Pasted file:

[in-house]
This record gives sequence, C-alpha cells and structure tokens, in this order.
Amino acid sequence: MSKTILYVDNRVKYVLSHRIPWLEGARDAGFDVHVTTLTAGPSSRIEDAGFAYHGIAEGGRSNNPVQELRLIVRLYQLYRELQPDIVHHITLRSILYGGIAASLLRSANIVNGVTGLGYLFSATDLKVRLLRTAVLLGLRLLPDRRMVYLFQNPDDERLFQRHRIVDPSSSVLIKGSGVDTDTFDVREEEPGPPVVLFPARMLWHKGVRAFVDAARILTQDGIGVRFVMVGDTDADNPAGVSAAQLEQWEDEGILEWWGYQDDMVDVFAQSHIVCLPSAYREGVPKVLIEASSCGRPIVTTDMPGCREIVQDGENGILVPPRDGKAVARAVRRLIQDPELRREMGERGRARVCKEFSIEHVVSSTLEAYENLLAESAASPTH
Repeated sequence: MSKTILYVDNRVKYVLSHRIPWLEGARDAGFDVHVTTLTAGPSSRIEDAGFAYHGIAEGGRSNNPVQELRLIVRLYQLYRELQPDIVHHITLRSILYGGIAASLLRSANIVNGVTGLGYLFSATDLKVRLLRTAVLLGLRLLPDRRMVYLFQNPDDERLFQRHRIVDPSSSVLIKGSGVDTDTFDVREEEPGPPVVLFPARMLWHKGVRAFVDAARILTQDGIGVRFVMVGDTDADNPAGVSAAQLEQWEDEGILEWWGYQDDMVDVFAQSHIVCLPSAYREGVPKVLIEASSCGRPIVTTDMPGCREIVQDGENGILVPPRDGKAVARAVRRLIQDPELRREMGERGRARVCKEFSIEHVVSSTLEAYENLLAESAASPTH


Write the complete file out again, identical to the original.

[in-house]
This record gives sequence, C-alpha cells and structure tokens, in this order.
Amino acid sequence: MSKTILYVDNRVKYVLSHRIPWLEGARDAGFDVHVTTLTAGPSSRIEDAGFAYHGIAEGGRSNNPVQELRLIVRLYQLYRELQPDIVHHITLRSILYGGIAASLLRSANIVNGVTGLGYLFSATDLKVRLLRTAVLLGLRLLPDRRMVYLFQNPDDERLFQRHRIVDPSSSVLIKGSGVDTDTFDVREEEPGPPVVLFPARMLWHKGVRAFVDAARILTQDGIGVRFVMVGDTDADNPAGVSAAQLEQWEDEGILEWWGYQDDMVDVFAQSHIVCLPSAYREGVPKVLIEASSCGRPIVTTDMPGCREIVQDGENGILVPPRDGKAVARAVRRLIQDPELRREMGERGRARVCKEFSIEHVVSSTLEAYENLLAESAASPTH
Repeated sequence: MSKTILYVDNRVKYVLSHRIPWLEGARDAGFDVHVTTLTAGPSSRIEDAGFAYHGIAEGGRSNNPVQELRLIVRLYQLYRELQPDIVHHITLRSILYGGIAASLLRSANIVNGVTGLGYLFSATDLKVRLLRTAVLLGLRLLPDRRMVYLFQNPDDERLFQRHRIVDPSSSVLIKGSGVDTDTFDVREEEPGPPVVLFPARMLWHKGVRAFVDAARILTQDGIGVRFVMVGDTDADNPAGVSAAQLEQWEDEGILEWWGYQDDMVDVFAQSHIVCLPSAYREGVPKVLIEASSCGRPIVTTDMPGCREIVQDGENGILVPPRDGKAVARAVRRLIQDPELRREMGERGRARVCKEFSIEHVVSSTLEAYENLLAESAASPTH